The relationship between perceived training and development and employee retention: the mediating role of work attitudes

Luke Fletcher, Kerstin Alfes, Dilys Robinson

Research output: Contribution to journalArticlepeer-review

7 Citations (Scopus)

Abstract

This paper considers how utilizing a model of job-related affect can be used to explain the processes through which perceived training and development influence employee retention. We applied Russell’s model of core affect to categorize four different forms of work attitude, and positioned these as mediators of the relationship between perceived training and development and intention to stay. Using data from 1,191 employees across seven organizations, multilevel analyses found that job satisfaction, employee engagement, and change-related anxiety were significantly associated with intention to stay, and fully mediated the relationship between perceived training and development and intention to stay. Contrary to our hypotheses, emotional exhaustion was not significantly associated with intention to stay nor acted as a mediator when the other attitudes were included. These findings show the usefulness of Russell’s model of core affect in explaining the link between training and development and employee retention. Moreover, the findings collectively suggest that studies examining employee retention should include a wider range of work attitudes that highlight pleasant forms of affect.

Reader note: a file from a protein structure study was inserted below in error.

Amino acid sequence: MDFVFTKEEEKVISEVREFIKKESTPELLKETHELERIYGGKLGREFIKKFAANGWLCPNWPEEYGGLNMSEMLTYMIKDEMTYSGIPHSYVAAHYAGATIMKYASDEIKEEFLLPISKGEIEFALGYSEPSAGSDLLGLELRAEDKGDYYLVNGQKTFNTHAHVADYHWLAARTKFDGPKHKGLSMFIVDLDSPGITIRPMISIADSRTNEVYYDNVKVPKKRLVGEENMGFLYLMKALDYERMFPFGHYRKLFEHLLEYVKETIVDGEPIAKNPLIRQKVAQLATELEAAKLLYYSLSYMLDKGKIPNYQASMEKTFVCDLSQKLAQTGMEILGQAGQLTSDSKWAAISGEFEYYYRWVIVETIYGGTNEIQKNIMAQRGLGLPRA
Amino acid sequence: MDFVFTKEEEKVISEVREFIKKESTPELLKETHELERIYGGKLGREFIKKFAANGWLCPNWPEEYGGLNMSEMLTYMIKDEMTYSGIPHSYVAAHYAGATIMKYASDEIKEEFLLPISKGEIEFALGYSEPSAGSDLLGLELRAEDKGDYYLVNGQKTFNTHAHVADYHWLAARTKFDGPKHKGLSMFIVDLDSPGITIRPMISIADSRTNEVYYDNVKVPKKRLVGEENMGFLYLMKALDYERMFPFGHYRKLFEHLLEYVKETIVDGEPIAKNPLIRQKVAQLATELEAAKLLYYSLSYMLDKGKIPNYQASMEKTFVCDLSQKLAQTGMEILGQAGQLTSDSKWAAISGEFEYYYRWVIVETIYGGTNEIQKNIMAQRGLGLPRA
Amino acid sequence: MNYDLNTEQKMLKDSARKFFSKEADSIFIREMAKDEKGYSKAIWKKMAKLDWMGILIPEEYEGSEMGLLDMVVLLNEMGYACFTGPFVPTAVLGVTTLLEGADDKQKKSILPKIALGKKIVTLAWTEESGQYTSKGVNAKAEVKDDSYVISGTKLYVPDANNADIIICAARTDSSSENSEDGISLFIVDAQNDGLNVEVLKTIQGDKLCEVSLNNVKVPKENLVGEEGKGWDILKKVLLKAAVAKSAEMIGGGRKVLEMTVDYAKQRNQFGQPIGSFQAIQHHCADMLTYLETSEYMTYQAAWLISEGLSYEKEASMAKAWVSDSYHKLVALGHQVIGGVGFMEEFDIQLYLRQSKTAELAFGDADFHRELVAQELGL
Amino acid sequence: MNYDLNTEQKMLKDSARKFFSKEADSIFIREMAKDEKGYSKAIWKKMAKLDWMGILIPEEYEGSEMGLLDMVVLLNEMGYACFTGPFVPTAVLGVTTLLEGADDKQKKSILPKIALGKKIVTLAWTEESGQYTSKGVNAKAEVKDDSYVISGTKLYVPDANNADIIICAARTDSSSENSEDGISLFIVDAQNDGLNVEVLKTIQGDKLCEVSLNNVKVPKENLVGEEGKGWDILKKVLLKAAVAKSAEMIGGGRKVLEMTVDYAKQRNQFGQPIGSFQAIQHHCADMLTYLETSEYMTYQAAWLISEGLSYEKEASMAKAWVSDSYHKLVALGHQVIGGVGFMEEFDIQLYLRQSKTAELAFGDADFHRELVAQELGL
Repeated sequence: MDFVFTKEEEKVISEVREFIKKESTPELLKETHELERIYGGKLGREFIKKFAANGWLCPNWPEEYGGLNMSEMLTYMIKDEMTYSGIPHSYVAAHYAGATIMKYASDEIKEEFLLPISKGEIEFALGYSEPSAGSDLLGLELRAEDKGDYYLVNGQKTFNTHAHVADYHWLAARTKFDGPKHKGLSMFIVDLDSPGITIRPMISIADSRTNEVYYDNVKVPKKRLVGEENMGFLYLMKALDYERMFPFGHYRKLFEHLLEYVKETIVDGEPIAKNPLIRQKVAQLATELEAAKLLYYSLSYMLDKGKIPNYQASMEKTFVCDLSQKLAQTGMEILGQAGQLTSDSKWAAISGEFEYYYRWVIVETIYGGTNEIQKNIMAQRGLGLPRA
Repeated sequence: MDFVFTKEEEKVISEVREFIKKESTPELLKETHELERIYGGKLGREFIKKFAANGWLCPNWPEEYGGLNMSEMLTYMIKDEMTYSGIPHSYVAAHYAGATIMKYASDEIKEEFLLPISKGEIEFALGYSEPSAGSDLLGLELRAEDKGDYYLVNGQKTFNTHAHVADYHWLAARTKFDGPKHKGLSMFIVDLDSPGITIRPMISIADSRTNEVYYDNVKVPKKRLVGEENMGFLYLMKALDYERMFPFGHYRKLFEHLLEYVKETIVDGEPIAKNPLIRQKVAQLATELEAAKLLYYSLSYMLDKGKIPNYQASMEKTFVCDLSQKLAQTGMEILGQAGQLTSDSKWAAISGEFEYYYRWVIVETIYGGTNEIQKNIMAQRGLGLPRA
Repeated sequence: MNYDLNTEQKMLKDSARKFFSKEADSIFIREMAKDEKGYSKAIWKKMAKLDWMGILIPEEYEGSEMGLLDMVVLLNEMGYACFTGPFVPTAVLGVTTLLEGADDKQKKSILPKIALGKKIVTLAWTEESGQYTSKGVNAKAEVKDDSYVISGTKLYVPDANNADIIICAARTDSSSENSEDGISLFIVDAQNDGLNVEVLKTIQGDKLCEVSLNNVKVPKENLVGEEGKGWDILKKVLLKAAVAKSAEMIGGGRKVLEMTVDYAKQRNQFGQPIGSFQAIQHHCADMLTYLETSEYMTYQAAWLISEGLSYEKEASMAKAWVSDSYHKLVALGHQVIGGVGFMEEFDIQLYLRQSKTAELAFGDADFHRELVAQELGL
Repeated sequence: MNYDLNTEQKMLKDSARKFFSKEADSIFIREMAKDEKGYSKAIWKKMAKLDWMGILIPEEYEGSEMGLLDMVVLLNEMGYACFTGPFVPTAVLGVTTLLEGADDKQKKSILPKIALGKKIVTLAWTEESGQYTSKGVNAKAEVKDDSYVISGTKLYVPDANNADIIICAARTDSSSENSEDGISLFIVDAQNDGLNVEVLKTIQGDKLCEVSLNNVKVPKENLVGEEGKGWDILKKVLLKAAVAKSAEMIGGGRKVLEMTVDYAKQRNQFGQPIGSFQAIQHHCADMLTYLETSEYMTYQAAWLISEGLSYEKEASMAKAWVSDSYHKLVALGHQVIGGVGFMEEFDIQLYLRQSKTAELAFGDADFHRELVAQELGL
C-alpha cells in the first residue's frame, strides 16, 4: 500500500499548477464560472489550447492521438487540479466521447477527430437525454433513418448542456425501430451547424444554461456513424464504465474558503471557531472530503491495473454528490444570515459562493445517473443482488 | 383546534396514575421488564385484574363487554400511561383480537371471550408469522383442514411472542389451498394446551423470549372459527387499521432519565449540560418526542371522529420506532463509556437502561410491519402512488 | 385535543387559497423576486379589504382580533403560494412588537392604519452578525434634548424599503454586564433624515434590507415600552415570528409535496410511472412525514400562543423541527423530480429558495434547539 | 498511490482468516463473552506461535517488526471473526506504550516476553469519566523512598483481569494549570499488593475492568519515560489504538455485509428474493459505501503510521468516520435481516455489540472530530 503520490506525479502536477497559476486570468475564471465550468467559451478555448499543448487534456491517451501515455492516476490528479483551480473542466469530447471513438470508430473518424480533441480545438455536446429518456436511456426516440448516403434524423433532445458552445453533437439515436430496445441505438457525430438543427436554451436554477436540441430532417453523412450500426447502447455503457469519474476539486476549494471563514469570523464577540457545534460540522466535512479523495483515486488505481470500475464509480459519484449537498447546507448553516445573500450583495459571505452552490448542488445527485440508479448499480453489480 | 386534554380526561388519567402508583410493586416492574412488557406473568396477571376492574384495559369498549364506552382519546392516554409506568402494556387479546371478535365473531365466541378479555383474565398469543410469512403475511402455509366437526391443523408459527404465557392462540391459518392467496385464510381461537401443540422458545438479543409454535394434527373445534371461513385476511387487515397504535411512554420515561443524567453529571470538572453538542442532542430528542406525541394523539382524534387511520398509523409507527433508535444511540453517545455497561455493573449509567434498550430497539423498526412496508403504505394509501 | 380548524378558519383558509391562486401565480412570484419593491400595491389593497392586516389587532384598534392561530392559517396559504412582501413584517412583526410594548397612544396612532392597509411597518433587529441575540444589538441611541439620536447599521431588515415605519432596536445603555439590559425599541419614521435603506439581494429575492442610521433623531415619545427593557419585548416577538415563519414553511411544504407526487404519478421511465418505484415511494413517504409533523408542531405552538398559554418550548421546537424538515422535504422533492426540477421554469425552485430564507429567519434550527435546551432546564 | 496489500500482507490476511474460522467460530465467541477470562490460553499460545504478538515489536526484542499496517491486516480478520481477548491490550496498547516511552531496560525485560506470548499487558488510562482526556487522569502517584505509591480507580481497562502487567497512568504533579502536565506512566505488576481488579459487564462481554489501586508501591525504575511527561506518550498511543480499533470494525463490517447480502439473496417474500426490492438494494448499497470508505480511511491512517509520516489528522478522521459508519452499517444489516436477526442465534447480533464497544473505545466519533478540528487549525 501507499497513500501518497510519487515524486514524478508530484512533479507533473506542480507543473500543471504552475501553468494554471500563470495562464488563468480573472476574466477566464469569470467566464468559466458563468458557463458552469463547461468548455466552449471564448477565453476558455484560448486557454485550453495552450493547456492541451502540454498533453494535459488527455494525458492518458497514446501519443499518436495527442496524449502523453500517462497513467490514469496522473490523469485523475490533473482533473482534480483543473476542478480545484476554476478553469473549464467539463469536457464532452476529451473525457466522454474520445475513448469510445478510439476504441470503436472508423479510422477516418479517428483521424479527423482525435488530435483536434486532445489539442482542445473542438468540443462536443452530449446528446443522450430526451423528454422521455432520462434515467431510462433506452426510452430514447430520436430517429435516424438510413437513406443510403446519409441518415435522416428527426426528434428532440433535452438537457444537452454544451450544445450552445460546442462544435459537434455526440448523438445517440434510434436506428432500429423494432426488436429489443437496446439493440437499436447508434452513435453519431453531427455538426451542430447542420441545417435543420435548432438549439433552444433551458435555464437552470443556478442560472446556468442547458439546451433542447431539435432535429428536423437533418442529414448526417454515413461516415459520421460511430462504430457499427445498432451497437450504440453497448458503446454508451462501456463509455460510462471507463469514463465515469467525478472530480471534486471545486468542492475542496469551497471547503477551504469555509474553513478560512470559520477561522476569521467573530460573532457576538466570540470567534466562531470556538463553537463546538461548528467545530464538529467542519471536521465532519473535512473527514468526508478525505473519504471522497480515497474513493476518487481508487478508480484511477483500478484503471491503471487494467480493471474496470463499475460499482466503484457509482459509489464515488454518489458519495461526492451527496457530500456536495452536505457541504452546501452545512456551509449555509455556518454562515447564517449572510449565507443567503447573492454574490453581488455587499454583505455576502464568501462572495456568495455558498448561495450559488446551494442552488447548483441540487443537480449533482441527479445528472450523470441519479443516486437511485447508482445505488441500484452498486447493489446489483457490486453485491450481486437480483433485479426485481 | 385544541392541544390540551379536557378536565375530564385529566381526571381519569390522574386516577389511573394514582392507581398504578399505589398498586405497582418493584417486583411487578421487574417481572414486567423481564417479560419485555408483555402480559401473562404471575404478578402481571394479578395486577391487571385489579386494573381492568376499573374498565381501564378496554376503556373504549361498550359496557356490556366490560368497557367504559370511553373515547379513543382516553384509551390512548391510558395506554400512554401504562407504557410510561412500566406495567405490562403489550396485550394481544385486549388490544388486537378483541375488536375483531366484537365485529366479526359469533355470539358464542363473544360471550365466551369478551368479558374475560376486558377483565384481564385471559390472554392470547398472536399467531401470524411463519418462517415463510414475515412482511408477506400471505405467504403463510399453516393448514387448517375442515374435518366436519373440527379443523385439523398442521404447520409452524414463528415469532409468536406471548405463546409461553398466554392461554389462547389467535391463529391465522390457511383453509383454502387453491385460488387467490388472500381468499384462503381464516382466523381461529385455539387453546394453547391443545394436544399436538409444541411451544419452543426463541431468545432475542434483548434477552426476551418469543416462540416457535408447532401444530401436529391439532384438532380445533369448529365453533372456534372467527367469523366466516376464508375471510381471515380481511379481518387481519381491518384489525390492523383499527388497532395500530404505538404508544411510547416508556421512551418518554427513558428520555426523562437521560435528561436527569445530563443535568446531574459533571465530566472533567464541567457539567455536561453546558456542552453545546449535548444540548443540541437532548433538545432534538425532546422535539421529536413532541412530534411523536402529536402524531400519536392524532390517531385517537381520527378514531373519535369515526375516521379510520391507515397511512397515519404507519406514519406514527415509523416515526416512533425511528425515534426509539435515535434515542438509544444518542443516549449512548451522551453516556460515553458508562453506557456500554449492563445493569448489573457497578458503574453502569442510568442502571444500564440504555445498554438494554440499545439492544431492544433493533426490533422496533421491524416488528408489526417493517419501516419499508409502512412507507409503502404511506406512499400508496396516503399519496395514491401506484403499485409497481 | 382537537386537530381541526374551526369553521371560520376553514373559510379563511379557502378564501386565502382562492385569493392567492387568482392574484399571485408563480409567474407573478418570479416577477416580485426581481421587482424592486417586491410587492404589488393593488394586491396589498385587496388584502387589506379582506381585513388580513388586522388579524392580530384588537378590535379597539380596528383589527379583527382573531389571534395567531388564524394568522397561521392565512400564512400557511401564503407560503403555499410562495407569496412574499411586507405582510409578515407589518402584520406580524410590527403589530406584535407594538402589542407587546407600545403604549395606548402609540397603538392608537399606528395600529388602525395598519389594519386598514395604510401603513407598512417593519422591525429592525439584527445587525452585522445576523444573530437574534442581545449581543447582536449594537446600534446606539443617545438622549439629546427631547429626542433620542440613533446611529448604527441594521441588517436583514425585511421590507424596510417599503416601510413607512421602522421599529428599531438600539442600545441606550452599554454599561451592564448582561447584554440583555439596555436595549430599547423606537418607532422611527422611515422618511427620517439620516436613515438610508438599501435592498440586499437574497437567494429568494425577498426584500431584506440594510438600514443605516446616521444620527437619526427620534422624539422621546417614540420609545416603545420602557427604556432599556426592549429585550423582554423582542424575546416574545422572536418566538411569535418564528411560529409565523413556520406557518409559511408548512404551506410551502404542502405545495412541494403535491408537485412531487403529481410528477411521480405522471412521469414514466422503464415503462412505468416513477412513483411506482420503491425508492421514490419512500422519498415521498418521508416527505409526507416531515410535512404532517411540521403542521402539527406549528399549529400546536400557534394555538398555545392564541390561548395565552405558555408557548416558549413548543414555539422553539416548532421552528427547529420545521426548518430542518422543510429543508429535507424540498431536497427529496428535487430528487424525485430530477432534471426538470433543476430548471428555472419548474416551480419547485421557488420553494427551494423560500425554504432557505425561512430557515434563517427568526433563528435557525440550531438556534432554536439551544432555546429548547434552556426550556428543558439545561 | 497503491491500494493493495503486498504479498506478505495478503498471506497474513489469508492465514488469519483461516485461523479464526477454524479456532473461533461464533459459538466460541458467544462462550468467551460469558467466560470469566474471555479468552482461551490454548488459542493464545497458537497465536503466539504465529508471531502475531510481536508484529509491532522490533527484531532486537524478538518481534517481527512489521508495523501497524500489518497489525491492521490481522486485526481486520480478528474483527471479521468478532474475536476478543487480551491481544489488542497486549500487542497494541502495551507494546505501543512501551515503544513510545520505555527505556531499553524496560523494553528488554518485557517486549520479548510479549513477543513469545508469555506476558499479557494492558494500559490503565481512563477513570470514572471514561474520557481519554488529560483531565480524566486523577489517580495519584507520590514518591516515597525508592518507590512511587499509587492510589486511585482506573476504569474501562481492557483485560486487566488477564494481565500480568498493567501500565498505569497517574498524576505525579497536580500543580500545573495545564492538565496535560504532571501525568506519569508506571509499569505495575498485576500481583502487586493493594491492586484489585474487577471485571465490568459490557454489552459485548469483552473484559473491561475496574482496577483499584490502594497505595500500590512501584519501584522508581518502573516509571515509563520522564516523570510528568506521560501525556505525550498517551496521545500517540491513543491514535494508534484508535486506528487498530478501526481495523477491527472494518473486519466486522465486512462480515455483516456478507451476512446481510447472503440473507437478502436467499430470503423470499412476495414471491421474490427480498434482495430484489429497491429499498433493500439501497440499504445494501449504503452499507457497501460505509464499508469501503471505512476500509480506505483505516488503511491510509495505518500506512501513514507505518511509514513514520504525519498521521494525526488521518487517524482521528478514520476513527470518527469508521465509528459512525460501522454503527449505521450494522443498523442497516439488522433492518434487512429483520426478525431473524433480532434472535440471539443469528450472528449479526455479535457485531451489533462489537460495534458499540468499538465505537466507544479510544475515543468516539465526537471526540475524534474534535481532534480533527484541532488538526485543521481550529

Original languageEnglish
Pages (from-to)2701-2728
Number of pages28
JournalInternational Journal of Human Resource Management
Volume29
Issue number18
DOIs
Publication statusPublished - 2018

Keywords

  • employee retention
  • perceived training and development
  • job related affect
  • multilevel analysis
  • work attitudes

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